Admin Alert: Meditations on Full System Backups
June 27, 2007 Joe Hertvik
Long-time i5/OS and OS/400 administrators may think they know everything about full system backups (FSBs). However, there are several considerations to think about before performing an FSB, and IBM has recently slipped additional capabilities into the FSB process that you may not know about. So let’s take five minutes and meditate over the whys, whens, and hows of FSBs and how you can improve the backup process in your shop.
Why We FSB
Full system backups are performed as insurance for emergency situations, such as a total system crash or a full system recovery to another machine in the event of a complete disaster (fire, flood, etc). FSBs take a complete snapshot of your machine (operating system, security, configurations, and data) that can be restored back to the machine or to another machine in a different location. When restoring from a FSB, the ideal situation is that the restored machine is an exact operational duplicate of the original box.
Because of the need to back up everything on your operating system, i5/OS requires that you put your iSeries or i5 box into restricted mode before performing an FSB, so that you can back up all system objects, including the operating system, that are locked during regular operations.
The mechanics of an FSB are simple and they are discussed in an earlier article I wrote called Dissecting an Option 21 Save. For an explanation of the ins and outs of putting your system i box into restricted mode, see Getting In and Out of iSeries Restricted State.
When We FSB
Since it can be a hassle taking down and backing up your entire system, you will want to be choosy about exactly when you should perform your FSB. If your shop IPLs its partitions every week, it’s easy to schedule an FSB because you have more opportunities for backing up the system. However, if your system i, i5, or iSeries box participates in real-time transactions in a 24x7x365 environment, scheduling an FSB can be more difficult. Therefore, it’s helpful to create some guidelines for what situations offer full system backup opportunities. I generally consider performing a full system backup when any of the following events occur.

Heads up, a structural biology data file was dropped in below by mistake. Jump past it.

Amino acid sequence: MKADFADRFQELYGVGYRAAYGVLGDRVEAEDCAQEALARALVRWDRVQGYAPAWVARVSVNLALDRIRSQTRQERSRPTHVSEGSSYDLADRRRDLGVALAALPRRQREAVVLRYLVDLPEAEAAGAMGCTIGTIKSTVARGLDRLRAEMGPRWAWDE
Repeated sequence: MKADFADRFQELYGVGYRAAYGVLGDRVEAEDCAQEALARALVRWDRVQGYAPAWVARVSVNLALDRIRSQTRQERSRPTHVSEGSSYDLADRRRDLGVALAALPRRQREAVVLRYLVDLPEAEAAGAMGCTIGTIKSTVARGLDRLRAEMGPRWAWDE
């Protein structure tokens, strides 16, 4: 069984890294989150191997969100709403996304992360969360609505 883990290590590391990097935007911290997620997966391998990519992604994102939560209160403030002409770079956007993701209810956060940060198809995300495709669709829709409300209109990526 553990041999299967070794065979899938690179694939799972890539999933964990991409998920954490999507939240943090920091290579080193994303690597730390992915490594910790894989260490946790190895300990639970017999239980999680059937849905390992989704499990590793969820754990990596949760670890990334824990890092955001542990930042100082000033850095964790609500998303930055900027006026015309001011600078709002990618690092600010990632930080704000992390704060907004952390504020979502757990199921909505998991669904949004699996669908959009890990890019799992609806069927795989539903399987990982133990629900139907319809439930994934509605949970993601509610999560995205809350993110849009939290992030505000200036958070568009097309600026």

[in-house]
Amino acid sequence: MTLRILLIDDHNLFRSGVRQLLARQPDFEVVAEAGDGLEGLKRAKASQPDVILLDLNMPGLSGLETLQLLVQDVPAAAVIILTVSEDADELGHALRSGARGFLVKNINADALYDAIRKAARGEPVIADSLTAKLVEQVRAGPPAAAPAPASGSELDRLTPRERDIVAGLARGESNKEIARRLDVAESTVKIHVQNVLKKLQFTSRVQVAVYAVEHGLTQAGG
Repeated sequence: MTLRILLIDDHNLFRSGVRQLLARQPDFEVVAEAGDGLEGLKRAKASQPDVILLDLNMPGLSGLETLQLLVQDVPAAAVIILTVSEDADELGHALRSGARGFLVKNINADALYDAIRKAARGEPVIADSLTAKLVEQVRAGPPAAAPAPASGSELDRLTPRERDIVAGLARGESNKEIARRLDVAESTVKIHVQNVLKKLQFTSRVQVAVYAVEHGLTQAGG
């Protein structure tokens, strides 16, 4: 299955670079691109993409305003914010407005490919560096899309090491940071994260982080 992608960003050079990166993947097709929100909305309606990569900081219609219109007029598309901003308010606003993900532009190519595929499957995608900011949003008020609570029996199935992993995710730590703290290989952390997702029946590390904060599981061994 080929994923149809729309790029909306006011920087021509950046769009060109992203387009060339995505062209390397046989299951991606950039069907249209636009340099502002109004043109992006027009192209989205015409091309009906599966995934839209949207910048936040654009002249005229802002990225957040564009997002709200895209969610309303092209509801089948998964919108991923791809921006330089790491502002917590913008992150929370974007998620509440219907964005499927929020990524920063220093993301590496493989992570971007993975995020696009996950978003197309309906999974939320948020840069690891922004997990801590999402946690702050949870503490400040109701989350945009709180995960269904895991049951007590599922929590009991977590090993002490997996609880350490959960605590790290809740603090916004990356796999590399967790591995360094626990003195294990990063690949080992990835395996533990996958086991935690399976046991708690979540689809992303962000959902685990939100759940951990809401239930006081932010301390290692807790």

The Alternative FSB
One of the problems with FSBs is that depending on how much data you have on your system, they can take several hours. Depending on how heavily used your system i, i5, or iSeries box is, a backup can put you in a severe time crunch, especially if you’re trying to perform two full system backups during an upgrade. An alternative to performing a time-consuming full system backup is to do the following:
By doing these steps, you save time in restricted mode by just backing up your core system objects that need the system down to be saved. And because you are taking regular backups of your data, you can easily perform a restore by using the two different tapes: the system backup (which doesn’t change as often) and the latest save-while-active backup that contains your rapidly changing data and configurations.
Changes to the FSB
In addition to all this, you may not realize that IBM has been adding new options to its full system backup strategy. In i5/OS V5R3, IBM made it possible to run batch jobs in the i5/OS controlling subsystem while the machine is in restricted mode. This means that you can set up a procedure to place your system i box into restricted mode, perform a batch system backup in the controlling subsystem, and then restart your system. I haven’t yet tested this technique but I will explore it in a future column. If you want read a little more about batch system saves before then, check out IBM’s Software Technical Document on Running a Full System Save or SAVSYS in Restricted State Batch.
The other significant FSB change occurred in i5/OS V5R4, when IBM introduced the Save System Information command (SAVSYSINF). SAVSYSINF allows you to save the cumulative changes that have occurred to your licensed internal code and QSYS library since the last Save System command (SAVSYS) was completed, and you don’t need to be in restricted mode to run SAVSYSINF. For restoration, you would need to apply two sets of backup media to restore the system to its last known operating system configuration: the media that contained your last system save and the media containing your SAVSYSINF info. For more information on using SAVSYSINF, see IBM’s entry on the subject in the i5/OS Information Center, Version 5, Release 4.
About Our Testing Environment
Most configurations described in this article were tested on an i5 550 box running i5/OS V5R3. Many of the commands may also be available in earlier versions of the operating system, except where a command is noted to have minimum operating system requirements. . . . However, if a command is present in earlier versions of the i5/OS or OS/400 operating systems, you may notice some variations in the pre-V5R3 copies of these commands. These differences may be due to command improvements that have occurred from release to release.